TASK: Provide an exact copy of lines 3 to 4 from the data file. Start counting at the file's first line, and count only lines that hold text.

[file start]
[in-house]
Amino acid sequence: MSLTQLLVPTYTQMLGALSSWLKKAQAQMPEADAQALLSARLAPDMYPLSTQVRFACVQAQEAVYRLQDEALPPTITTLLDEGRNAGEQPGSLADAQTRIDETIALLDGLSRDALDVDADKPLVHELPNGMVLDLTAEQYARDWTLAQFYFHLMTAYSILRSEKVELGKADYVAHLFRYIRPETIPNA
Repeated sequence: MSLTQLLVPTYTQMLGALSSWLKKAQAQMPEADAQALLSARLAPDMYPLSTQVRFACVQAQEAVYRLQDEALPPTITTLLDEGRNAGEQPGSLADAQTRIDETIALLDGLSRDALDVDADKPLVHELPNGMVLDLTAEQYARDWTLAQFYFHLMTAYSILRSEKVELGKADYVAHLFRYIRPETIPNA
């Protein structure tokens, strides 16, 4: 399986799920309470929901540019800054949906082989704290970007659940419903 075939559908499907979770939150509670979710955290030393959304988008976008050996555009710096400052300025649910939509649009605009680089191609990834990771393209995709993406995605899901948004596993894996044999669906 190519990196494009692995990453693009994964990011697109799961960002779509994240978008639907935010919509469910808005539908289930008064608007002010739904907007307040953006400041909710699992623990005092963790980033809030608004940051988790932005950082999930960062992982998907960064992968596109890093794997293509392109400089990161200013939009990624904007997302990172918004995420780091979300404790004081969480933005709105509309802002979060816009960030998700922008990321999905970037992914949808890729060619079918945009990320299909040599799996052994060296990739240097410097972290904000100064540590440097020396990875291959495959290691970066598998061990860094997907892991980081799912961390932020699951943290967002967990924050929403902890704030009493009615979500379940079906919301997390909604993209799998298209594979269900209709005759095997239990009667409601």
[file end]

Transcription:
Repeated sequence: MSLTQLLVPTYTQMLGALSSWLKKAQAQMPEADAQALLSARLAPDMYPLSTQVRFACVQAQEAVYRLQDEALPPTITTLLDEGRNAGEQPGSLADAQTRIDETIALLDGLSRDALDVDADKPLVHELPNGMVLDLTAEQYARDWTLAQFYFHLMTAYSILRSEKVELGKADYVAHLFRYIRPETIPNA
């Protein structure tokens, strides 16, 4: 399986799920309470929901540019800054949906082989704290970007659940419903 075939559908499907979770939150509670979710955290030393959304988008976008050996555009710096400052300025649910939509649009605009680089191609990834990771393209995709993406995605899901948004596993894996044999669906 190519990196494009692995990453693009994964990011697109799961960002779509994240978008639907935010919509469910808005539908289930008064608007002010739904907007307040953006400041909710699992623990005092963790980033809030608004940051988790932005950082999930960062992982998907960064992968596109890093794997293509392109400089990161200013939009990624904007997302990172918004995420780091979300404790004081969480933005709105509309802002979060816009960030998700922008990321999905970037992914949808890729060619079918945009990320299909040599799996052994060296990739240097410097972290904000100064540590440097020396990875291959495959290691970066598998061990860094997907892991980081799912961390932020699951943290967002967990924050929403902890704030009493009615979500379940079906919301997390909604993209799998298209594979269900209709005759095997239990009667409601």